Co.Cavan Ireland was hard hit by the Great Famine in the mid-19th century. In the winter of 1847, the local landlord in Mountnugent parish decided to evict over 200 people. The famous ballad "By Lough Sheelin Side" is based on this event witnessed by the local Catholic priest. A large number of people from Cavan were transported to Australia for stealing food etc. It seems from my readings of the mid 1800's that it appears a fair number of those starving actually committed minor crimes so that they could get transported to a better climate, more food etc or to be reunited with other family members..
  velvetink | Mar 31, 2013 |
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Amazon.com Product Description (ISBN 0425236722, Hardcover)

Historian Deborah J. Swiss tells the heartbreaking, horrifying, and ultimately triumphant story of the women exiled from the British Isles and forced into slavery and savagery-who created the most liberated society of their time.

Agnes McMillan and Janet Houston were convicted for shoplifting. Bridget Mulligan stole a bucket of milk; Widow Ludlow Tedder, eleven spoons. For their crimes, they would be sent not to jail, but to ships teeming with other female convicts. Tin tickets, stamped with numbers, were hung around the women's necks, and the ships set out to carry them to their new home: Van Diemen's Land, later known as Tasmania, part of the British Empire's crown jewel, Australia. Men outnumbered women nine to one there, and few "proper" citizens were interested in emigrating. The deportation of thousands of petty criminals-the vast majority nonviolent first offenders-provided a convenient solution for the government.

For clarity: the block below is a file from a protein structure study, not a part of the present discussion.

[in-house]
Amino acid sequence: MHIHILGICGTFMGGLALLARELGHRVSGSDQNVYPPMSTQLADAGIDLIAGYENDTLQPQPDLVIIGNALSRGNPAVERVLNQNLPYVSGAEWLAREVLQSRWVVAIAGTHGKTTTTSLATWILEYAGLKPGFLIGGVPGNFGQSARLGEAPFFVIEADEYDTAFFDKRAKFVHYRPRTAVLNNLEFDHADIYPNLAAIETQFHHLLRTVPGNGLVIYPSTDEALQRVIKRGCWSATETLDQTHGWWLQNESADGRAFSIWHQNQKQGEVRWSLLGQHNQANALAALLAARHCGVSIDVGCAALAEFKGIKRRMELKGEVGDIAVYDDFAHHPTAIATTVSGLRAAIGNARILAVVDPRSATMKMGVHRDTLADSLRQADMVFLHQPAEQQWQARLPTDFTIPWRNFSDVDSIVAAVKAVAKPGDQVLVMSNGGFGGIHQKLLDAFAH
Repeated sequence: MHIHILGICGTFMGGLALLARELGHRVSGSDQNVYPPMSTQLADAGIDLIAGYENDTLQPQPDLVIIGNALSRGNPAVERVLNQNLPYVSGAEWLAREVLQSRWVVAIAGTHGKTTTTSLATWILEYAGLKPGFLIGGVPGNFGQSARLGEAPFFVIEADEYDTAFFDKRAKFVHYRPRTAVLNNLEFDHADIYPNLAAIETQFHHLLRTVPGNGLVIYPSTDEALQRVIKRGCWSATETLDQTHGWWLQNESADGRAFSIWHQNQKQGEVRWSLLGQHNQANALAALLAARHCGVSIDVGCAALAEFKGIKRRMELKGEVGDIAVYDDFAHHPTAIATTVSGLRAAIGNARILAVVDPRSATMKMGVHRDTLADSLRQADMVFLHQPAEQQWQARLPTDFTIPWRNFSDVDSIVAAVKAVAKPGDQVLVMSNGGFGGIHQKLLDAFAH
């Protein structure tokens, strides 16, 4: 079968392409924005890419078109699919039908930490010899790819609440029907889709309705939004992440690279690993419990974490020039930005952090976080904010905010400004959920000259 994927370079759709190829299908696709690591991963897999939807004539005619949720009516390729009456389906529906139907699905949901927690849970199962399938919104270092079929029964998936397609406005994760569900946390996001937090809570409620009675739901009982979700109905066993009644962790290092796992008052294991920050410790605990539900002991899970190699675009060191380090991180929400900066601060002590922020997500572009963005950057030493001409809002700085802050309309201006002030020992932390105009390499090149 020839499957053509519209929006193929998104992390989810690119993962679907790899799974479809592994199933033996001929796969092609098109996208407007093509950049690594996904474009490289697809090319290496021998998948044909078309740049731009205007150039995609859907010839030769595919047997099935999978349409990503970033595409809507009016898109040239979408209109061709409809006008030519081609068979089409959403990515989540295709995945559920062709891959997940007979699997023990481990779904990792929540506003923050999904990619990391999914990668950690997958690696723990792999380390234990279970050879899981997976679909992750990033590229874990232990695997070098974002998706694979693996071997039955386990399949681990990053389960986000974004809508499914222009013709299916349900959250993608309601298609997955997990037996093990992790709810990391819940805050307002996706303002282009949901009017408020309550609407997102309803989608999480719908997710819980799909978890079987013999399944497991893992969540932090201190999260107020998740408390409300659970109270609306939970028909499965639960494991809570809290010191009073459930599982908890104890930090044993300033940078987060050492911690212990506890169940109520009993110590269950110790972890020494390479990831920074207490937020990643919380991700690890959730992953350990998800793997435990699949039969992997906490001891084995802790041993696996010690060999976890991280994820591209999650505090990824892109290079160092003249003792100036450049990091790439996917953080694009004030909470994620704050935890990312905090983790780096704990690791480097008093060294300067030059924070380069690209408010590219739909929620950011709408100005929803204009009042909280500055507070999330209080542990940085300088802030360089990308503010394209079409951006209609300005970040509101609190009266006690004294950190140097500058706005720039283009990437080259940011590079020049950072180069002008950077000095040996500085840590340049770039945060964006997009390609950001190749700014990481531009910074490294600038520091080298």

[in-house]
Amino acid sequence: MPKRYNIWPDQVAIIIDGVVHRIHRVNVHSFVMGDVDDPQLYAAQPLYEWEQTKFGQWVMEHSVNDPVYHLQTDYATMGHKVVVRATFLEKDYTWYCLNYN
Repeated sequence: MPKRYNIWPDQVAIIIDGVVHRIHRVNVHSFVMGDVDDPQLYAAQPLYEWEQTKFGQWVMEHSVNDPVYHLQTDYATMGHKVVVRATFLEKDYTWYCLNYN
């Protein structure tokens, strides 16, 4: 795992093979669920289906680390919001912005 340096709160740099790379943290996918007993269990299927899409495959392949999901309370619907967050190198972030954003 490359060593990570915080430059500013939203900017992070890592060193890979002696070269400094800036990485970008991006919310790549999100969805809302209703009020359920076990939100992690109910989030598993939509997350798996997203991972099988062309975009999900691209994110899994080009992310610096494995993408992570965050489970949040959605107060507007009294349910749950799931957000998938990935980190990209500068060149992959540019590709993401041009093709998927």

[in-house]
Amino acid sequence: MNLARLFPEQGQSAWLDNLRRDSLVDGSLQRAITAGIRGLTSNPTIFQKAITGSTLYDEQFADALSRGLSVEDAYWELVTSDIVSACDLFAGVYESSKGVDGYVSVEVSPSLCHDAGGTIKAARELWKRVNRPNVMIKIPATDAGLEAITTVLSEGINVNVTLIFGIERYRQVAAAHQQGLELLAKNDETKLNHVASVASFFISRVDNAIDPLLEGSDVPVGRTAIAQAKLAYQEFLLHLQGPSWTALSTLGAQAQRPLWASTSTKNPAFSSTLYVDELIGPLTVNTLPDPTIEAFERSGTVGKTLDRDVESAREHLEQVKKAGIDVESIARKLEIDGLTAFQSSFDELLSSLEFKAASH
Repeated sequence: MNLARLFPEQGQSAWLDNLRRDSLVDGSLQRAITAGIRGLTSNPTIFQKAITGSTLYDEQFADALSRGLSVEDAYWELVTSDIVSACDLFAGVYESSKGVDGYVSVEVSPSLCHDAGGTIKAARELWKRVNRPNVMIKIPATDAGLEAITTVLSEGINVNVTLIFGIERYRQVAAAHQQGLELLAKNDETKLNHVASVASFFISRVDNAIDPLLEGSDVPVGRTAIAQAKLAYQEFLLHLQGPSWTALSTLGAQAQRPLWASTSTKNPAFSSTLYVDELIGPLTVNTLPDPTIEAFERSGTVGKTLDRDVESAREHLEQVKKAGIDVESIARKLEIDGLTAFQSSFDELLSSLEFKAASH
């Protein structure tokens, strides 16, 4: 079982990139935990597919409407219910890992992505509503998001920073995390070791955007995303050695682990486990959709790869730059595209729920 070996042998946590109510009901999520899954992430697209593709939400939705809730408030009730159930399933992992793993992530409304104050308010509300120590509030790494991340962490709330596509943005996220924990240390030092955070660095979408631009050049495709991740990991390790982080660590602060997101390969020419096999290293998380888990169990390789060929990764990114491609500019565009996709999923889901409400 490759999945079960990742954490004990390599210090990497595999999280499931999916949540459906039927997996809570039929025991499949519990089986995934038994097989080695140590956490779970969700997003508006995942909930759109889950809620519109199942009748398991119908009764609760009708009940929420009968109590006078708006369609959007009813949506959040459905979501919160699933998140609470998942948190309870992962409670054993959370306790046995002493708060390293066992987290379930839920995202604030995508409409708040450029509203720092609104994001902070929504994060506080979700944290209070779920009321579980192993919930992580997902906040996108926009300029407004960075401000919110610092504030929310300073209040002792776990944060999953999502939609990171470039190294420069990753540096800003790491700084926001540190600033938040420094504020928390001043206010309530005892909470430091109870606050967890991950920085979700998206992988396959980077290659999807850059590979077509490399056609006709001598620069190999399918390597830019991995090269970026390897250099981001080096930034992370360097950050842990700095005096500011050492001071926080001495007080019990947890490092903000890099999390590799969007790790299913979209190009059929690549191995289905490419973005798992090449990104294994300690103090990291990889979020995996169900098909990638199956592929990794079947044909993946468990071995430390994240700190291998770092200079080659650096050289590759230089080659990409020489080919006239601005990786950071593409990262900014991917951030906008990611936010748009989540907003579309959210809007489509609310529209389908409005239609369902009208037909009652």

Crossing Shark-infested waters, some died in shipwrecks during the four-month journey, or succumbed to infections and were sent to a watery grave. Others were impregnated against their will by their captors. They arrived as nothing more than property. But incredibly, as the years passed, they managed not only to endure their privation and pain but to thrive on their own terms, breaking the chains of bondage, and forging a society that treated women as equals and led the world in women's rights.

The Tin Ticket takes us to the dawn of the nineteenth century and into the lives of Agnes McMillan, whose defiance and resilience carried her to a far more dramatic rebellion; Agnes's best friend Janet Houston, who rescued her from the Glasgow wynds and was also transported to Van Diemen's Land; Ludlow Tedder, forced to choose just one of her four children to accompany her to the other side of the world; Bridget Mulligan, who gave birth to a line of powerful women stretching to the present day. It also tells the tale of Elizabeth Gurney Fry, a Quaker reformer who touched all their lives. Ultimately, it is the story of women discarded by their homeland and forgotten by history-who, by sheer force of will, become the heart and soul of a new nation.

(retrieved from Amazon Thu, 12 Mar 2015 18:07:57 -0400)

(see all 2 descriptions)

Historian Deborah J. Swiss tells the heartbreaking, horrifying, and ultimately triumphant story of the women exiled from the British Isles and forced into slavery and savagery - who created the most liberated society of their time.